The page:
The rising popularity of approval phishing scams is due to the prolific approval requests by applications and the lack of scrutiny from users.

Blockchain data company, Chainalysis, revealed that over US$374 million has been stolen in 2023 through the use of approval phishing scams. While the figure may seem substantial, it also represents a 27% drop from the estimated US$516.8 million that attackers stole using this type of method.

The modus operandi itself is where scammers trick their targets into signing a malicious transaction that allows them to spend specific tokens inside the victim’s wallet. According to CoinDesk, this method is also known as ice phishing, or it could take the form of address poisoning which is where scammers send malicious address that look similar to other addresses that users are accustomed to, and place it where they may mistakenly copy and paste it for their next transaction.

This is due to the need for decentralised apps (dApps) on smart contract-enabled blockchains, like Ethereum, to be signed and approved by users to give the dApps’ smart contracts permission to move funds held by the user’s address. Approval phishers are also now mixing up their tactics by building relationships with their victims via romance scams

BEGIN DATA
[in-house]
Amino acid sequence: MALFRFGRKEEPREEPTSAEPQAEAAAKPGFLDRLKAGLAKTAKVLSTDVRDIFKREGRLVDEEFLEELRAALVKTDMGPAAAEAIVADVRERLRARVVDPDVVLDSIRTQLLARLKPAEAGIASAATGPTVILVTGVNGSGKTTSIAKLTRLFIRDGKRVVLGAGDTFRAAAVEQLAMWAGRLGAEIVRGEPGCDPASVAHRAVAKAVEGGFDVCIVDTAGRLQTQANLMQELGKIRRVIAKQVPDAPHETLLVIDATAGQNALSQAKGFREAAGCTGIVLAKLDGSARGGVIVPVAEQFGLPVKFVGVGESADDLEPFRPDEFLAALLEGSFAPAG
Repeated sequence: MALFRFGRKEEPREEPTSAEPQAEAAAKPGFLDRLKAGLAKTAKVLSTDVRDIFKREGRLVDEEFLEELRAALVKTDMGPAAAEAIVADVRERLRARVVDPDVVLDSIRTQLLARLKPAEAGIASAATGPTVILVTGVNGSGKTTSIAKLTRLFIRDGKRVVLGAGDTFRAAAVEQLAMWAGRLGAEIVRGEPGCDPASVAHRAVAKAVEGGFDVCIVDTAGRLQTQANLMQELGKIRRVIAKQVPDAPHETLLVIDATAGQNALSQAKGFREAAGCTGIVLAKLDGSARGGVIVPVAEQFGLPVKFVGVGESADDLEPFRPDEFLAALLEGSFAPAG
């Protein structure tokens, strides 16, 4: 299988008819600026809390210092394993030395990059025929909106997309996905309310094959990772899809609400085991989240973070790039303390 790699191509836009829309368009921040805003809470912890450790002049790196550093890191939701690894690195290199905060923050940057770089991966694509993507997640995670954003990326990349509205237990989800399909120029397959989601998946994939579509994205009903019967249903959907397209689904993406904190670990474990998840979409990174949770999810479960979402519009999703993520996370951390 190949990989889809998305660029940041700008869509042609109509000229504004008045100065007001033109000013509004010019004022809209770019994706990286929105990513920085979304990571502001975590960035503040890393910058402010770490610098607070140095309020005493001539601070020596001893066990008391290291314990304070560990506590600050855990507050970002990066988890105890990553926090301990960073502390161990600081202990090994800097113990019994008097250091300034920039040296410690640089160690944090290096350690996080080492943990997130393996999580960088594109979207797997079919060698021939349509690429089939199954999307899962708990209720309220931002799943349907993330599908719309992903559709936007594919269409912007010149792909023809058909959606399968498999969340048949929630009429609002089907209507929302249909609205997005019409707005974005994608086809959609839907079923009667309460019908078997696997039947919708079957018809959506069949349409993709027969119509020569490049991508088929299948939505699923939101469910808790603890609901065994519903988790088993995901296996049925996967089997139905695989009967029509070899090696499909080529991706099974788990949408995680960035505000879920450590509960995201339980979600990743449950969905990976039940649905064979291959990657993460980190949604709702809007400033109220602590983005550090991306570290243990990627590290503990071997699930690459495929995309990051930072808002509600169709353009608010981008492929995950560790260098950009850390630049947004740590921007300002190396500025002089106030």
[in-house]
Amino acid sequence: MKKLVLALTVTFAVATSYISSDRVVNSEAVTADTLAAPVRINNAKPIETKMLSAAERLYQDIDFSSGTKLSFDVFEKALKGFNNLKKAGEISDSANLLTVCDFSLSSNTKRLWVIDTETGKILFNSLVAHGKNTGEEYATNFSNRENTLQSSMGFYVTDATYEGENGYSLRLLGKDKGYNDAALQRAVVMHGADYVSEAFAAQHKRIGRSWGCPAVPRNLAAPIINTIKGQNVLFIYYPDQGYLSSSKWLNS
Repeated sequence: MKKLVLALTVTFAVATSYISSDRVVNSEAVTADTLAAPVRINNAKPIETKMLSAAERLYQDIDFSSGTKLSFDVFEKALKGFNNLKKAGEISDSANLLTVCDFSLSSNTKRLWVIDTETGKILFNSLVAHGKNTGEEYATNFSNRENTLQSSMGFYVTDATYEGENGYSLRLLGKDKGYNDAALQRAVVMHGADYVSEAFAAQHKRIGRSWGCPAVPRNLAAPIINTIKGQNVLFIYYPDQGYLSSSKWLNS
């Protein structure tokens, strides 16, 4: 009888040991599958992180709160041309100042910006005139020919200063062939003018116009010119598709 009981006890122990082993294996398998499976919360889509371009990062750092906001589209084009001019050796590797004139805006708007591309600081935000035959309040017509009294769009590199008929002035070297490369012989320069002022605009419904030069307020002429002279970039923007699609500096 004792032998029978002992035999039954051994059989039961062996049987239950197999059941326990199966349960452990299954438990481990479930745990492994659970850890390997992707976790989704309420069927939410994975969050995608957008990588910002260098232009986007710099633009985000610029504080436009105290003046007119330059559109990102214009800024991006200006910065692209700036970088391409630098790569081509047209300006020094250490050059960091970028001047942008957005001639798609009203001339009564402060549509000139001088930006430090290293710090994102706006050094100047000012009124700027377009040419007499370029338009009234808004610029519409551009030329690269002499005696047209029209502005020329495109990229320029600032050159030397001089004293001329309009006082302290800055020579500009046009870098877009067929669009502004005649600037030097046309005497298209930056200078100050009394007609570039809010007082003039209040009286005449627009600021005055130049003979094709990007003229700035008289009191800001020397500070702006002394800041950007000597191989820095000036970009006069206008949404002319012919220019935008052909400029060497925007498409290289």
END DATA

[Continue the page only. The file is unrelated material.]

“While approvals granted to secure dApps are generally safe, approval phishers can take advantage of the fact that many crypto users are used to signing approval transactions. The key difference is in what permissions are given, and the trustworthiness of the party receiving that permission,” Eric Jardine, Cybercrime Research Lead at Chainalysis, explained.

Despite the amount, most of the exploits are a result of a handful of successful attempts. Of the 1,013 addresses that Chainalysis identified as being involved in this type of scam, the single most successful approval phishing address alone stole US$44.3 million, which repesents 4.4% of the total estimated stolen during the time studied. The ten largest approval phishing addresses combined accounted for 15.9% of all value stolen, while the 73 biggest, account for half of all value stolen over the period examined.

Overall, approval phishing scams raked in US$374 million for malicious actors. But according to Chainalysis, that is a 27% drop from the estimated US$516.8 million stolen previously with the same method. In comparison, US$3.8 billion in cryptocurrencies were stolen in 2022.

“Given that these scammers typically cash out using centralised exchanges, compliance teams at these service providers could monitor the blockchain for suspected approval phishing consolidation wallets with heavy exposure to destination addresses. They could then see in real-time when those wallets move funds to their platform, and then could take steps such as automatically freezing the funds or reporting to law enforcement,” said Jardine. 

“More broadly, the industry can work to educate users not to sign approval transactions unless they’re absolutely sure they trust the person or company on the other side, or understand the level of access they’re granting.”

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